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OAA Announces its 2022 Design Excellence Awards Finalists

The OAA is thrilled to announce the 17 Finalists for its 2022 Design Excellence Awards. This year’s selection includes building types ranging from libraries and learning institutions to striking residences and performing arts venues in Southwestern Ontario and Northwestern Texas. Chosen by a jury of design experts, the projects serve as the shortlist for the OAA’s Design Excellence Winners, which will be announced next month and celebrated at the OAA Conference in Toronto this May.

The biennial OAA Design Excellence Awards program offers Ontario’s architecture profession an opportunity to showcase the possibilities for the built environment, and promote broader public appreciation and understanding of architecture. Submissions required inclusion of Energy Use Intensity (EUI) metrics, reflecting the OAA’s commitment to pursuing climate stability in the public interest and ensuring sustainable, resilient design is a critical component of any successful project.

“I am pleased to be able to share these incredible projects,” says OAA President Susan Speigel. “Individually, they highlight the innovation and skill of their design teams; collectively, they show Ontario’s architecture profession has such incredible talent, able to create beautiful, thoughtful, and effective buildings that inspire.”

Selected from more than 80 eligible submissions, the 17 Finalists were judged on criteria such as creativity, context, sustainability, good design/good business, and legacy. The selections, in alphabetical order, are as follows:


Buddy Holly Hall of Performing Arts and Sciences (Lubbock, Texas) by Diamond and Schmitt Architects Incorporated (Design Architect), Parkhill (Architect of Record), and MWM Architects, Inc. (Associate Architect)

Photo Credit: Casey Dunn

Lubbock, Texas lost its heart after two tornadoes destroyed the downtown core in 1970. Buddy Holly Hall represents a city redefining itself through collaborative design and a community funded commitment to the arts and education. The design is influenced by the landscape of West Texas. Horizontal striations running along the building’s envelope reflect the prismatic rock formations of Texas’ canyons. The building’s colours are inspired by the desert plants, soil, and sky, while its shapes and angles are abstractions of arroyos and other landforms.


Centennial College Downsview Campus Centre for Aerospace and Aviation (Toronto) by MacLennan Jaunkalns Miller Architects Ltd. In association with Stantec Architecture Ltd.

Photo Credit: doublespace photography

This adaptive reuse houses the Aviation and Engineering Technology & Applied Science program at Centennial College’s Downsview campus on a site that was once Canada’s epicentre of aviation design and manufacturing. The College’s educational programs are housed inside the heritage structure and new extensions; the complex comprises two hangars, classrooms, admin offices, a library, and learning and fabrication spaces that include avionics, electronics, engines, and composite labs, and group study and collaborative zones. The new facility establishes a museum of artifacts with a collection drawn from the site’s storied past and exhibits conveying the history of Canadian aviation.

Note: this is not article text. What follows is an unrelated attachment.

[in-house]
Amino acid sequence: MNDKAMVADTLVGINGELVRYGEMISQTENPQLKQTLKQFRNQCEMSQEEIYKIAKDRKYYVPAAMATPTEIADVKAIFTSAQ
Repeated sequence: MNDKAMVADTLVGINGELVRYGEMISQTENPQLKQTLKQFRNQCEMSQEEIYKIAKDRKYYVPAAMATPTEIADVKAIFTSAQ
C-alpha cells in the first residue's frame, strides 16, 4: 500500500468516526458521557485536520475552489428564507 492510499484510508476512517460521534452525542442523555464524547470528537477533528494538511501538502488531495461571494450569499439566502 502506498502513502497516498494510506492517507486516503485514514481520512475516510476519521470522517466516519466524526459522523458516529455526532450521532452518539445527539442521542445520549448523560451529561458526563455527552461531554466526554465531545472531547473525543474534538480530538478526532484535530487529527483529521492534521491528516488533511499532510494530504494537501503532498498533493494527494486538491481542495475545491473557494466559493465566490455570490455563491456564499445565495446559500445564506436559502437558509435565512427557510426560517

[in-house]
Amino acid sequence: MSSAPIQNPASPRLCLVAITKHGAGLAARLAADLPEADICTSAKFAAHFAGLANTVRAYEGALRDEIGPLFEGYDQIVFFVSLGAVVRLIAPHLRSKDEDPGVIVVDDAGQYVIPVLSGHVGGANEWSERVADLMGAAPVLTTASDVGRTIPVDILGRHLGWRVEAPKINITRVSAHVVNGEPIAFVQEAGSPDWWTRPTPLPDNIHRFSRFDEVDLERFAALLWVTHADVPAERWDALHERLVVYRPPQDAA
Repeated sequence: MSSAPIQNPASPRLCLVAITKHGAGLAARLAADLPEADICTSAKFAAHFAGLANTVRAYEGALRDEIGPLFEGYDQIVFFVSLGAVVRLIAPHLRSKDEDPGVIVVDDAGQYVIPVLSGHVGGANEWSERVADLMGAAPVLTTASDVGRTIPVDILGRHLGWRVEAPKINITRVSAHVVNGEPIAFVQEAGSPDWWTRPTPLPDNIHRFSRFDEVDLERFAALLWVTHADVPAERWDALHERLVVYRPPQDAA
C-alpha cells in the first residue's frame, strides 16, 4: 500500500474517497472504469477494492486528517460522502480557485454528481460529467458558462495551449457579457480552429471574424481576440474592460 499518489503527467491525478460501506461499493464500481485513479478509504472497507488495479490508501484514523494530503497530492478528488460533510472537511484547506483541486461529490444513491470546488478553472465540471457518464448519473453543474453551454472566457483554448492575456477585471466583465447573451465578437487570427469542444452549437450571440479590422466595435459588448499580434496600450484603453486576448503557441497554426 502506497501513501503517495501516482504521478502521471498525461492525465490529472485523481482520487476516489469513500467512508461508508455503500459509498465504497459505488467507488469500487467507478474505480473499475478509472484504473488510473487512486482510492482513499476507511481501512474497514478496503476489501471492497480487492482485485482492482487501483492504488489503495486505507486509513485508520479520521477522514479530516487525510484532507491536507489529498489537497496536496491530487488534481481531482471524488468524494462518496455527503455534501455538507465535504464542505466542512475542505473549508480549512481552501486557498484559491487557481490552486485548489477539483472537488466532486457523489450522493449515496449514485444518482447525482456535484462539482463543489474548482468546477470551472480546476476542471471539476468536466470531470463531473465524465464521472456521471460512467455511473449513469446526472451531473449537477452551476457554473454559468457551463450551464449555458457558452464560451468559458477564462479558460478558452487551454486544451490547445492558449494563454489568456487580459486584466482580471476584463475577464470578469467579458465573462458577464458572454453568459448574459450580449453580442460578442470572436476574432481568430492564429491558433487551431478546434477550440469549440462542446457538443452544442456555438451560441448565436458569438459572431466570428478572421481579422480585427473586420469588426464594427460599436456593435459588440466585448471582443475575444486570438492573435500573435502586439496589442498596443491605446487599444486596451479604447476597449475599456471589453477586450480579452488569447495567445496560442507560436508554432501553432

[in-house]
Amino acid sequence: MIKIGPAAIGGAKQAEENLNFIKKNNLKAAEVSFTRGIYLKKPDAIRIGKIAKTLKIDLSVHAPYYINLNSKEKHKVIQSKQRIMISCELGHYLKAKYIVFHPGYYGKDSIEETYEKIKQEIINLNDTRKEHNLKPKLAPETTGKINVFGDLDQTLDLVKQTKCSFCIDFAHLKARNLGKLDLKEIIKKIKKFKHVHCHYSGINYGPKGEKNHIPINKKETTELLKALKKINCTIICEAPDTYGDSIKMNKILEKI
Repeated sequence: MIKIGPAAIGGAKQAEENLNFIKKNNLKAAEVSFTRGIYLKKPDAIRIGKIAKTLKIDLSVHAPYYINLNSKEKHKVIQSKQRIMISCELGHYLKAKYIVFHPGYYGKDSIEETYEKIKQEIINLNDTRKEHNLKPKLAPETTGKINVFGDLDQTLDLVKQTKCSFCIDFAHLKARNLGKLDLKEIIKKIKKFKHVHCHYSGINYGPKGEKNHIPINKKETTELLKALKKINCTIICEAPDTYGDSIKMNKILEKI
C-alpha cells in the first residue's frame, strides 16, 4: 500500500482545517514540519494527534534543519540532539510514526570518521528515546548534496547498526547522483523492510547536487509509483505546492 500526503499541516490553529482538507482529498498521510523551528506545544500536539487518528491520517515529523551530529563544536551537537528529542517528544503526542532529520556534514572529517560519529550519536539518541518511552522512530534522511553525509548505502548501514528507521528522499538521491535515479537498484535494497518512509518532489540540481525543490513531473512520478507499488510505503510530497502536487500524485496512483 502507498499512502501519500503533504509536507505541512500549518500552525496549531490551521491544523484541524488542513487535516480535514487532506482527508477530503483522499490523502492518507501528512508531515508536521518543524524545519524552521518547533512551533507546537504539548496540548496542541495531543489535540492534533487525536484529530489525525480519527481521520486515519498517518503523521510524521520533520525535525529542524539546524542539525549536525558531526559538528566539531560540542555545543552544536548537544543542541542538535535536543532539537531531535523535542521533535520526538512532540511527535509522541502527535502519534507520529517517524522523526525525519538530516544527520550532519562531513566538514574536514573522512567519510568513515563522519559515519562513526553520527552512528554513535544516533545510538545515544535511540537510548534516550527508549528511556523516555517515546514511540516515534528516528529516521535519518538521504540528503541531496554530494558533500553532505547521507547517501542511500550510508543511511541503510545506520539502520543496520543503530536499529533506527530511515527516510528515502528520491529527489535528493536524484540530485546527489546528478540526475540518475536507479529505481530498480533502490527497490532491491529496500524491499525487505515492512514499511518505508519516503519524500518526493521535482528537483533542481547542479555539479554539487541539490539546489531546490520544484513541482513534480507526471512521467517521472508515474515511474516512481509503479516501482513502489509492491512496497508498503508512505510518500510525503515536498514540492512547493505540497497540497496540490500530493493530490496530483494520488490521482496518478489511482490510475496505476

Clearview Public Library, Stayner Branch (Stayner, Ontario) by Lebel & Bouliane Inc.

Photo Credit: Tom Arban

Clearview’s newest public library is a key project for Stayner’s community. A recipient of this year’s Ontario Library Association (OLA) awards, the library’s energized design language is a result of optimized programming integrated to passive environmental strategies. A modest 650 m2 in area, the library building is thoughtfully connected to the local hockey arena with a small atrium and shared amenities. This result is a bright and airy family-friendly, locally scaled community hub with a powerful and iconic presence. With its folding rooflines, jagged clerestories, enormous views, and powerful design language, the complex is deeply connected to the surrounding landscape.



Craven Road Micro House 
(Toronto) by Anya Moryoussef Architect

Photo Credit: doublespace photography

Commissioned by a retired schoolteacher, AM_A’s Micro House is a highly inventive transformation of a single-storey worker’s cottage on Craven Road, a street featuring some of the smallest houses in Toronto, and a unique architectural outpost in an increasingly unaffordable city. The light-filled, ethereal refuge engenders a sense of expansiveness and well-being through the strategic interplay of volumes and apertures, connecting the house to the outdoors without sacrificing privacy. The small home is an intimate expression of the client, and its sensitive approach to aging-in-place is intended to allow her to remain in her close-knit community for years to come.



m.o.r.e. Cabin 
(La Peche, Quebec) by Kariouk Architects
Photo Credit: Scott Norsworthy